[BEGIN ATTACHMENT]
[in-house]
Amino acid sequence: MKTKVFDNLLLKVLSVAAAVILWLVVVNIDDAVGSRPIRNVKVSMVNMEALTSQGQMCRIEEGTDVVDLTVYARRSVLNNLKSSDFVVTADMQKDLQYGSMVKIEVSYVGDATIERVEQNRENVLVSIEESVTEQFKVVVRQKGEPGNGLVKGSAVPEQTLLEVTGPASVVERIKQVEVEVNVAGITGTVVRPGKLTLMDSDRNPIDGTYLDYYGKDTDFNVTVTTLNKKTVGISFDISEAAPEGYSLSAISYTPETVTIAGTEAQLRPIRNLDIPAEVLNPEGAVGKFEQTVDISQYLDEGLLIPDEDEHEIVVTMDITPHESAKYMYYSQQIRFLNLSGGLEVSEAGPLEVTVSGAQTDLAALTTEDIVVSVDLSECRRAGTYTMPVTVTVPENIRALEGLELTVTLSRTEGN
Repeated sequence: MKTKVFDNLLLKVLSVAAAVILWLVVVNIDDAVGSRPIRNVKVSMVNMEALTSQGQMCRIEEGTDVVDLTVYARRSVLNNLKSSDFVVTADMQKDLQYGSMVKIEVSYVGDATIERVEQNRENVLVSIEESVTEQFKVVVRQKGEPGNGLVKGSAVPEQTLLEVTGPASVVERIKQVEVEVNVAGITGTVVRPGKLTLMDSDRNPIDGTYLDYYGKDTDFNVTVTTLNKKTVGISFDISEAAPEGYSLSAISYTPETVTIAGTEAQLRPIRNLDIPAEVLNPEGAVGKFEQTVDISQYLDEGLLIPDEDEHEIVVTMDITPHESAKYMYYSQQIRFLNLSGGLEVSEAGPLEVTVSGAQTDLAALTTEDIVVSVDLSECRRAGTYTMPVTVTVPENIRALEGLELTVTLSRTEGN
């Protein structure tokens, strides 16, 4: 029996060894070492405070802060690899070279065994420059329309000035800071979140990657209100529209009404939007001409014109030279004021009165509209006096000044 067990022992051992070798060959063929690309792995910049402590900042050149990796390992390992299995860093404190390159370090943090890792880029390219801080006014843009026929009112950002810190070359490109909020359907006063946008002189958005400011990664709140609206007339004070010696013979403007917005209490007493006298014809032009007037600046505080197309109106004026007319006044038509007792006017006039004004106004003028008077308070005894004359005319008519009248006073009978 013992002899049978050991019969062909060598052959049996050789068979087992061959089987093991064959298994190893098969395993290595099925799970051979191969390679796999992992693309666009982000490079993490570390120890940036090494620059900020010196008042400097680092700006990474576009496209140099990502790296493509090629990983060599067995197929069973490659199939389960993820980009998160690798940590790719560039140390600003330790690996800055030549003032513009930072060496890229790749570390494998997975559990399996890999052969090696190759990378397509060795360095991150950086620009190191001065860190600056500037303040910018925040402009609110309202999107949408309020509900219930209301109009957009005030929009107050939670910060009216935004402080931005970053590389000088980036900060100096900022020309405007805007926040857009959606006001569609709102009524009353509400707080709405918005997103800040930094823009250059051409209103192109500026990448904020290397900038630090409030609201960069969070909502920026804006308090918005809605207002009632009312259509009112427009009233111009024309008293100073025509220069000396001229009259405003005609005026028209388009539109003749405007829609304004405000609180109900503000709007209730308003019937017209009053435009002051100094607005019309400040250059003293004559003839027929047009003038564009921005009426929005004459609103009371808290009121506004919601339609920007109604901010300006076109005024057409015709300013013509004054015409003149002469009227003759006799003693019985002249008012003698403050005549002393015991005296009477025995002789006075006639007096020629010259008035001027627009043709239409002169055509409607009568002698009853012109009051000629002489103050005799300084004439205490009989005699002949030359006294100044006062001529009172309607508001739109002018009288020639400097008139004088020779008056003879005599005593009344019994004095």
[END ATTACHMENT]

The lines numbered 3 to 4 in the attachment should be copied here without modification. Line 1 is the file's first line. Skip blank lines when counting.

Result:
Repeated sequence: MKTKVFDNLLLKVLSVAAAVILWLVVVNIDDAVGSRPIRNVKVSMVNMEALTSQGQMCRIEEGTDVVDLTVYARRSVLNNLKSSDFVVTADMQKDLQYGSMVKIEVSYVGDATIERVEQNRENVLVSIEESVTEQFKVVVRQKGEPGNGLVKGSAVPEQTLLEVTGPASVVERIKQVEVEVNVAGITGTVVRPGKLTLMDSDRNPIDGTYLDYYGKDTDFNVTVTTLNKKTVGISFDISEAAPEGYSLSAISYTPETVTIAGTEAQLRPIRNLDIPAEVLNPEGAVGKFEQTVDISQYLDEGLLIPDEDEHEIVVTMDITPHESAKYMYYSQQIRFLNLSGGLEVSEAGPLEVTVSGAQTDLAALTTEDIVVSVDLSECRRAGTYTMPVTVTVPENIRALEGLELTVTLSRTEGN
């Protein structure tokens, strides 16, 4: 029996060894070492405070802060690899070279065994420059329309000035800071979140990657209100529209009404939007001409014109030279004021009165509209006096000044 067990022992051992070798060959063929690309792995910049402590900042050149990796390992390992299995860093404190390159370090943090890792880029390219801080006014843009026929009112950002810190070359490109909020359907006063946008002189958005400011990664709140609206007339004070010696013979403007917005209490007493006298014809032009007037600046505080197309109106004026007319006044038509007792006017006039004004106004003028008077308070005894004359005319008519009248006073009978 013992002899049978050991019969062909060598052959049996050789068979087992061959089987093991064959298994190893098969395993290595099925799970051979191969390679796999992992693309666009982000490079993490570390120890940036090494620059900020010196008042400097680092700006990474576009496209140099990502790296493509090629990983060599067995197929069973490659199939389960993820980009998160690798940590790719560039140390600003330790690996800055030549003032513009930072060496890229790749570390494998997975559990399996890999052969090696190759990378397509060795360095991150950086620009190191001065860190600056500037303040910018925040402009609110309202999107949408309020509900219930209301109009957009005030929009107050939670910060009216935004402080931005970053590389000088980036900060100096900022020309405007805007926040857009959606006001569609709102009524009353509400707080709405918005997103800040930094823009250059051409209103192109500026990448904020290397900038630090409030609201960069969070909502920026804006308090918005809605207002009632009312259509009112427009009233111009024309008293100073025509220069000396001229009259405003005609005026028209388009539109003749405007829609304004405000609180109900503000709007209730308003019937017209009053435009002051100094607005019309400040250059003293004559003839027929047009003038564009921005009426929005004459609103009371808290009121506004919601339609920007109604901010300006076109005024057409015709300013013509004054015409003149002469009227003759006799003693019985002249008012003698403050005549002393015991005296009477025995002789006075006639007096020629010259008035001027627009043709239409002169055509409607009568002698009853012109009051000629002489103050005799300084004439205490009989005699002949030359006294100044006062001529009172309607508001739109002018009288020639400097008139004088020779008056003879005599005593009344019994004095």